Still Life and Other Stories by Junzo Shono
In an issue of Mangajin there was an interview with Wayne P. Lammers who translated this book. Wayne was one of the main translators for Mangajin. Anyway the interview was very good, and what he said about this book was intriguing enough for me to go out and get a copy. I was not disappointed.
The stories are ordinary enough, without any major action or typical plot line to speak of. However, there is an underlying tension to many of them that will keep many a reader on their toes. These creepy shadows under the surface reminded me a bit of Audition. I’m certainly not saying that if you enjoy this book you will like Audition (or vice versa). There is merely something similar between the two that I can’t quite put my finger on.
The ordinariness of it all (especially after the first couple stories–A Dance and Evenings at the Pool) may bore some readers. If so, I think those readers are missing the brilliance of Shono’s attention to detail, some of the underlying symbolism, and the Japanese mind. I suppose it probably helps, in appreciating this work, to have lived with the Japanese for an extended period of time.
The stories sound autobiographical. Given their content, I would guess that it would be rather awkward to have such stories published while you are still alive, especially in a country like Japan. Your neighbors could just read your books to find out intimate details of your life and marriage. It’s sort of like having your personal, unedited journals, that you wouldn’t even show a spouse (perhaps especially wouldn’t show a spouse), published for the general public’s eyes to see.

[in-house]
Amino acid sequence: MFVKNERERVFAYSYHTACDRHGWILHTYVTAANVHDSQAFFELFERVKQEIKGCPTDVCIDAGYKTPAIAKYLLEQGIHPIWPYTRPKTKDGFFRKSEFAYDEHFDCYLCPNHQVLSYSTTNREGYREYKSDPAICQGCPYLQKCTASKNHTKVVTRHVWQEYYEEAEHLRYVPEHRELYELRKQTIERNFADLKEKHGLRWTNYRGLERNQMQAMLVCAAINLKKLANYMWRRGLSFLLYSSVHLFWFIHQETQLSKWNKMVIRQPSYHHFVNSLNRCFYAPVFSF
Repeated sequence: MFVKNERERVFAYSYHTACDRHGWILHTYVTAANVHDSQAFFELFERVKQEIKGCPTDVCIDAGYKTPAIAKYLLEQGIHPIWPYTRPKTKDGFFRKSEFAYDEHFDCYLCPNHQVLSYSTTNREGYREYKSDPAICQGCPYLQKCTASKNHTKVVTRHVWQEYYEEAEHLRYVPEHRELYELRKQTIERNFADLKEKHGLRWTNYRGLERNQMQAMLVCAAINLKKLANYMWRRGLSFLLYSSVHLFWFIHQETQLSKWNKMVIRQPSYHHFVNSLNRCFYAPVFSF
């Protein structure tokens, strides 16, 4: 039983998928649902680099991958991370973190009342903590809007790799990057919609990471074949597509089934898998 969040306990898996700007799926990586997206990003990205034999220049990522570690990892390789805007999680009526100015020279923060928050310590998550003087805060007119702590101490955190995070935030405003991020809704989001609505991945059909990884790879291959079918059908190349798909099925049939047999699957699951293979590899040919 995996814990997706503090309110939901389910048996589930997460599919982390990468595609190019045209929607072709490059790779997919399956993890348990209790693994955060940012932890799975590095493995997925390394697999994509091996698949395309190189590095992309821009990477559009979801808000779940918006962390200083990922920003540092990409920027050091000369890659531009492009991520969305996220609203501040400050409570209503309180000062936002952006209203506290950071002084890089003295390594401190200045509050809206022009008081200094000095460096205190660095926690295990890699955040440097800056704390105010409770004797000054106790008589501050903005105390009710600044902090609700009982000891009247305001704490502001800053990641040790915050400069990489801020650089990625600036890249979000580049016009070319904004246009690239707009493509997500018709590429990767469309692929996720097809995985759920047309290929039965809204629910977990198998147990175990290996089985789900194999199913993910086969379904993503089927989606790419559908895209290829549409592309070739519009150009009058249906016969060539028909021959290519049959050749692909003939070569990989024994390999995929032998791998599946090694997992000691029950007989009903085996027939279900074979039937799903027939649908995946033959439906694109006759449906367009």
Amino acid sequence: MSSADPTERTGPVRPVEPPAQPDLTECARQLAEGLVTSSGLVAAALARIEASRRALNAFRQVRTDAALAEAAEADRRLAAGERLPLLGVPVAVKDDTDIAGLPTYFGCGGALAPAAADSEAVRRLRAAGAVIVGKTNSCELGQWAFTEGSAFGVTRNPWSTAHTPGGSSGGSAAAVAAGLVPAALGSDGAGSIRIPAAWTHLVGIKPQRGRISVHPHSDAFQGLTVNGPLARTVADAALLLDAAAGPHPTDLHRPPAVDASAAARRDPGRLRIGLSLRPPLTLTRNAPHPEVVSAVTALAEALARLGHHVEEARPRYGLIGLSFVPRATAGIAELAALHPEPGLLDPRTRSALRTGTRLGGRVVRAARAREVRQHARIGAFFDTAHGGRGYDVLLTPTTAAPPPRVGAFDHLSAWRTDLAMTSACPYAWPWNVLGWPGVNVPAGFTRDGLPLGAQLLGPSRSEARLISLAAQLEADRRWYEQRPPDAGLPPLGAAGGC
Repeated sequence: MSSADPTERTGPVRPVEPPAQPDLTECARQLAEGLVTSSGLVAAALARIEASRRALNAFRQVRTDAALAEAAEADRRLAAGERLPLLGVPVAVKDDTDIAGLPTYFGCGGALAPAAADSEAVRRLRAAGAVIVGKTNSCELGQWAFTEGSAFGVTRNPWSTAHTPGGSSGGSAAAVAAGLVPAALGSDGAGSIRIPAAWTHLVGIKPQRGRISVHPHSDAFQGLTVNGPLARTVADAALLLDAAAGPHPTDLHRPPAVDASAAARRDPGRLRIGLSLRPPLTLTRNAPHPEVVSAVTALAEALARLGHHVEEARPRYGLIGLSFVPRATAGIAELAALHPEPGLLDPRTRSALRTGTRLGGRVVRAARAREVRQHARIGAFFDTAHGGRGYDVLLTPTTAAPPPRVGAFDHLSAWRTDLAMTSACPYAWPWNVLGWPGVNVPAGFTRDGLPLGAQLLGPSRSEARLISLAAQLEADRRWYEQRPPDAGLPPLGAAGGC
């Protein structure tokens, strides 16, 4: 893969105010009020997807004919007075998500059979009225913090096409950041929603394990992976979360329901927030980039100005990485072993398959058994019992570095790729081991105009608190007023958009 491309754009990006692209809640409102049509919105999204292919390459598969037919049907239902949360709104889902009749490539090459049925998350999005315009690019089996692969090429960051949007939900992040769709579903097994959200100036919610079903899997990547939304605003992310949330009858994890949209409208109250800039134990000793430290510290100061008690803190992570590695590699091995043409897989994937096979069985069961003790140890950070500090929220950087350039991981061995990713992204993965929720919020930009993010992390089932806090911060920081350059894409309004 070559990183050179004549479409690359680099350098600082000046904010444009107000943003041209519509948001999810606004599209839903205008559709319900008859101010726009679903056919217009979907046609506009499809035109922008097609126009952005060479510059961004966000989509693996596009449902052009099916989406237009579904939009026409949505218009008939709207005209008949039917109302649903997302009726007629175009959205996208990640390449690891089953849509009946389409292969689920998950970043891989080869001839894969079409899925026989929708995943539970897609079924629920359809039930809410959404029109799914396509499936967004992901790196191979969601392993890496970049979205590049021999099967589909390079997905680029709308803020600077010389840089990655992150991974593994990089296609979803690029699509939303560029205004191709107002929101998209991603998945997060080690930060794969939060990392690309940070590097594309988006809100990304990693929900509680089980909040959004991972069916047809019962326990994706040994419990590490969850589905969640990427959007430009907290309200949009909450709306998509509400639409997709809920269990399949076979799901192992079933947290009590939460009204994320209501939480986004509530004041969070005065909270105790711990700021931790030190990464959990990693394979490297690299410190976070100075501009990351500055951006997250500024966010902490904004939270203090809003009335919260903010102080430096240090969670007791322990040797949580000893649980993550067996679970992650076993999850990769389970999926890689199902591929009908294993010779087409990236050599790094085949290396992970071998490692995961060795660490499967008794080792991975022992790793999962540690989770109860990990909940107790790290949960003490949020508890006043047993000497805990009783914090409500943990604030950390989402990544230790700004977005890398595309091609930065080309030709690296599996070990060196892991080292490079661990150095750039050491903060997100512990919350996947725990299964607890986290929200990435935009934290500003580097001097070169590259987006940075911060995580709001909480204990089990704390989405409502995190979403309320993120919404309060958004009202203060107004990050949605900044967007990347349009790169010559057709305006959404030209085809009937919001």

Shono seems like he has many regrets or things he feels guilty about. He doesn’t usually say this, but they come through in the writing, especially the symbolic aspects. At the same time, he seems to do the things he implies he doesn’t do enough (spend time with his kids, pay attention to his wife, think about why he does things rather than just go along with the crowd with a salaryman mindset) much more than the average Japanese male.
We all can learn a lot from Junzo Shono. He teaches us about life, about examining life and what is really important, in a way that is completely non-preachy. His method is subtle, but the messages are clear. Thanks be to Wayne Lammers for bringing Shono’s writings to the English speaking world.